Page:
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Sherpas are known for their rugged and heroic natures. As mountain guides in the Himalayas, they escort (and in many cases, carry) European explorers to the summit of Mt. Everest. In such a punishing environment, where setting one foot wrong could end in death, native Sherpas have made a reputation for themselves as indispensable elements of any Everest expedition.
Such rugged dependability lends itself to watches of a sporting nature, and Enicar—a brand known for its chronometer-grade timepieces—bestowed that name to a line of watches in 1956, serving at once as marketing tool and as a sign of respect to these quiet heroes of alpine exploration.
Enicar had earned a reputation for crafting watches that could be worn in any environment; and after Sir Edmund Hillary’s triumphant summit of Everest in 1952, Enicar turned its sight to the roof of the world.
In 1956, members of a Swiss expedition to the summit of Mt. Everest strapped Enicar Seapearl watches to their wrists. Following that feat, Enicar renamed their Seapearl line to Sherpa. Over 100 different models of Sherpa were released, for every conceivable sport—above or beneath the waves, high up in the mountains, or cruising around the curves at your favorite local race track.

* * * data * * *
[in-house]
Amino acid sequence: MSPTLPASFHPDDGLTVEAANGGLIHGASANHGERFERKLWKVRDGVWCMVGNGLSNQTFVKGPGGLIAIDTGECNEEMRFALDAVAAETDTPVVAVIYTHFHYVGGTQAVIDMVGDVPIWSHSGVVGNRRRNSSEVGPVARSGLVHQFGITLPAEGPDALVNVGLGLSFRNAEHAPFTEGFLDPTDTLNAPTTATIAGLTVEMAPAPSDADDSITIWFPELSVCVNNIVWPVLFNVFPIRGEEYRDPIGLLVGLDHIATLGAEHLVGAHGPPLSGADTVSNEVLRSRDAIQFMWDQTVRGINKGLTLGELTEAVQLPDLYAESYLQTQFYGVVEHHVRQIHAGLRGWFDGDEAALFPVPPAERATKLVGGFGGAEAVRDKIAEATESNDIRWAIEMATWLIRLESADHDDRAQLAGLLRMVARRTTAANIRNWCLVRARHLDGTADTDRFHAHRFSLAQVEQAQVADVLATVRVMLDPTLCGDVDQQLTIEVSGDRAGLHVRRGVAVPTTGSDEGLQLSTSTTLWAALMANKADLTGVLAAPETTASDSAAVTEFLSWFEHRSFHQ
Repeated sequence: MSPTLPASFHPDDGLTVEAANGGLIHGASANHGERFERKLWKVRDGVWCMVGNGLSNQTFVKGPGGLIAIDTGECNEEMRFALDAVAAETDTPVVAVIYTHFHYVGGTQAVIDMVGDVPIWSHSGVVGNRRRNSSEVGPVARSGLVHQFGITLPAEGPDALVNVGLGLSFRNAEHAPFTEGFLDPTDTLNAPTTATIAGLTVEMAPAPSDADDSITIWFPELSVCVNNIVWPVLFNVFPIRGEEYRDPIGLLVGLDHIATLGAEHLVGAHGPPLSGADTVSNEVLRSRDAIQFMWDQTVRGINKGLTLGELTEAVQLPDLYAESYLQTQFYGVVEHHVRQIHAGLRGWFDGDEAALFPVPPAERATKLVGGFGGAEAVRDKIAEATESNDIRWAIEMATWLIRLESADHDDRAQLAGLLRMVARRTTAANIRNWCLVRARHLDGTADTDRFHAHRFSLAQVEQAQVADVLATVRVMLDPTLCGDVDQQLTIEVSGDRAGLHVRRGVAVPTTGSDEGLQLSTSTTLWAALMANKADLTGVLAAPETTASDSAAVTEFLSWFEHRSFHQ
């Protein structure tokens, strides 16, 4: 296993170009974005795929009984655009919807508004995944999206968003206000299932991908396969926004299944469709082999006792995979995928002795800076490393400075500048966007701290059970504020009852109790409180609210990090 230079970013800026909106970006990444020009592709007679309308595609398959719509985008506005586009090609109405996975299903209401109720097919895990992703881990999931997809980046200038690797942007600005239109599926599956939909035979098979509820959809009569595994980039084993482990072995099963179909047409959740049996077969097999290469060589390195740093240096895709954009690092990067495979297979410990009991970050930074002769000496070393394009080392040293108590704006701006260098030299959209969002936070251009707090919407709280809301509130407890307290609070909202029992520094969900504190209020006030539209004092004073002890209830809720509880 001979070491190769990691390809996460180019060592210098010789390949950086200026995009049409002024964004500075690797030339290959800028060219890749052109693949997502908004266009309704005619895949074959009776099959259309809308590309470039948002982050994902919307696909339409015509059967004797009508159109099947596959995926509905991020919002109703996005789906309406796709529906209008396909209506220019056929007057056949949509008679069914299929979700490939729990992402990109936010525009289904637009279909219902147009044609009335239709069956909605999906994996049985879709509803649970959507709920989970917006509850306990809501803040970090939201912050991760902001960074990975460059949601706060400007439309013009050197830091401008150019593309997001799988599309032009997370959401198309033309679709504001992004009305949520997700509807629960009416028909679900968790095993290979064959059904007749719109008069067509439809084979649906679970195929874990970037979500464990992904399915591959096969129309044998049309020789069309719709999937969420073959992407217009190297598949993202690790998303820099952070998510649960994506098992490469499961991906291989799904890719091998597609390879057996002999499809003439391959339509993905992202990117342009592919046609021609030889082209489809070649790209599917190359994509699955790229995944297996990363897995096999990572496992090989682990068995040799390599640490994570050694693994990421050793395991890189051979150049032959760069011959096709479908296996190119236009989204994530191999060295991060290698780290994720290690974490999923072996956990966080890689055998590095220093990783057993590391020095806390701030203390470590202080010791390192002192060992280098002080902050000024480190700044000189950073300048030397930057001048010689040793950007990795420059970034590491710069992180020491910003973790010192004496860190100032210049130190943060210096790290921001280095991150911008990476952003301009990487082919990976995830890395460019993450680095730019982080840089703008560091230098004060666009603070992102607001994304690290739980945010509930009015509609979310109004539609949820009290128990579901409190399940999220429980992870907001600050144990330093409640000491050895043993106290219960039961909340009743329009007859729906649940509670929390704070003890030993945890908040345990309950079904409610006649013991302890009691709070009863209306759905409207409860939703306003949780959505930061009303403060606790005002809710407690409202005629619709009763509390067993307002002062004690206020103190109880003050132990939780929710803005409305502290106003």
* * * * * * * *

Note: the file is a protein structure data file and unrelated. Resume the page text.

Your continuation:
The 1960 introduction of the Sherpa Graph established a relationship between Enicar and racing. Large, at 40mm, the dial of the Sherpa Graph was legible enough to suit the needs of drivers. Ads touting its release featured F1 driver Stirling Moss saying, “The Enicar Sherpa is definitely the watch I have always wanted.”
And Jim Clark, regarded by lovers of the sport as perhaps one of the all time best drivers who ever took to the track, loved the Sherpa Graph as well.
The Sherpa Graph coupled a SuperCompressor “bayonet” case manufactured exclusively for Enicar by Ervin Piquerez SA (known for their much sought-after dive watches) with the redoubtable Valjoux 72 hand-cranked chronograph movement, which Enicar adjusted itself.
Uniting it all was a bold, distinctive style, with a “reverse panda” dial configuration which Enicar modified to suit its particular style. Little details like the chamfers on the applied hour markers, as well as the way the chronograph registers at 3, 6, and 9 o’clock touch the indices, really drive home with just how much care and attention the brand infused each product.
In recent years, collectors have rediscovered the quality and allure of Enicar's offerings, making quality examples highly sought after. Thus particular example is a true beauty, and will undoubtedly become a favorite for its next owner!
Stainless steel case is approximately 40mm (excluding crown). Valjoux Calibre 72 Manually-Wound Chronograph Movement. Circa 1960s.
Overall Condition: Case is in strong condition overall, showing light normal signs of wear from age and use. Dial is in very good condition with signs of age and patina. Signed crown.
Includes one 20mm grey two-piece nylon strap.
Analog/Shift stands behind the authenticity of our products in perpetuity.
We back each Analog/Shift vintage timepiece with a one-year mechanical warranty from the date of purchase.
All of our watches include complementary insured shipping within the 50 states. We are happy to hand deliver your purchase in Manhattan or you may pick it up at our showroom.
Please contact us prior to purchase for additional details on shipping and payment options